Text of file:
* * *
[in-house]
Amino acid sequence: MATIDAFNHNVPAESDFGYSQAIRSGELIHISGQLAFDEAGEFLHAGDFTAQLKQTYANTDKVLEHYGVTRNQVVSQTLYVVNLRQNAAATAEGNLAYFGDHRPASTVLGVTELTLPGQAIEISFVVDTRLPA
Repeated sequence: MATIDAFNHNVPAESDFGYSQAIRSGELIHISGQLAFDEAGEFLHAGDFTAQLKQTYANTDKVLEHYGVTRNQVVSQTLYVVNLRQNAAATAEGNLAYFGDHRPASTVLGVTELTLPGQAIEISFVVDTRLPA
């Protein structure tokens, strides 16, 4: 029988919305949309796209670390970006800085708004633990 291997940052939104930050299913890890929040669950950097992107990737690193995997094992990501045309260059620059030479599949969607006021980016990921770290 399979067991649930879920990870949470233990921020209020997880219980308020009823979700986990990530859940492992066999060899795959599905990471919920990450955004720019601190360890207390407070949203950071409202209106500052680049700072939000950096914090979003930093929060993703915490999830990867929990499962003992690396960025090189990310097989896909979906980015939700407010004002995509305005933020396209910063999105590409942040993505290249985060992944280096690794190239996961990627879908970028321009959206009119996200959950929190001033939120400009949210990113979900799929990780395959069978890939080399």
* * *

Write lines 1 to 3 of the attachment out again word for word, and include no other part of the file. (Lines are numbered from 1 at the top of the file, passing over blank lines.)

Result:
[in-house]
Amino acid sequence: MATIDAFNHNVPAESDFGYSQAIRSGELIHISGQLAFDEAGEFLHAGDFTAQLKQTYANTDKVLEHYGVTRNQVVSQTLYVVNLRQNAAATAEGNLAYFGDHRPASTVLGVTELTLPGQAIEISFVVDTRLPA
Repeated sequence: MATIDAFNHNVPAESDFGYSQAIRSGELIHISGQLAFDEAGEFLHAGDFTAQLKQTYANTDKVLEHYGVTRNQVVSQTLYVVNLRQNAAATAEGNLAYFGDHRPASTVLGVTELTLPGQAIEISFVVDTRLPA